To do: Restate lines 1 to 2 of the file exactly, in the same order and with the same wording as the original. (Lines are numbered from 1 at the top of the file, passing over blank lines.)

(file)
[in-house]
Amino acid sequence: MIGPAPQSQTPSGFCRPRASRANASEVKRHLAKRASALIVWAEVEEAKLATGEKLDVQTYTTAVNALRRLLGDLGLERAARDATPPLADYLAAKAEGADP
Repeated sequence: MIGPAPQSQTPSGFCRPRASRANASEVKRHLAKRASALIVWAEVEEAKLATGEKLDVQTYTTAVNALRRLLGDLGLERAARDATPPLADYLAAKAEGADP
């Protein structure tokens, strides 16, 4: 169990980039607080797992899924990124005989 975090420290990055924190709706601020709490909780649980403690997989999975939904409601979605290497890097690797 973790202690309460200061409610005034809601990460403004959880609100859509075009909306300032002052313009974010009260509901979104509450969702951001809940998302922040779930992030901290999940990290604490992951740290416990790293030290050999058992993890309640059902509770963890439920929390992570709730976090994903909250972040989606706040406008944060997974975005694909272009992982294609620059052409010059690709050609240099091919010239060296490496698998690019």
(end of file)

[in-house]
Amino acid sequence: MIGPAPQSQTPSGFCRPRASRANASEVKRHLAKRASALIVWAEVEEAKLATGEKLDVQTYTTAVNALRRLLGDLGLERAARDATPPLADYLAAKAEGADP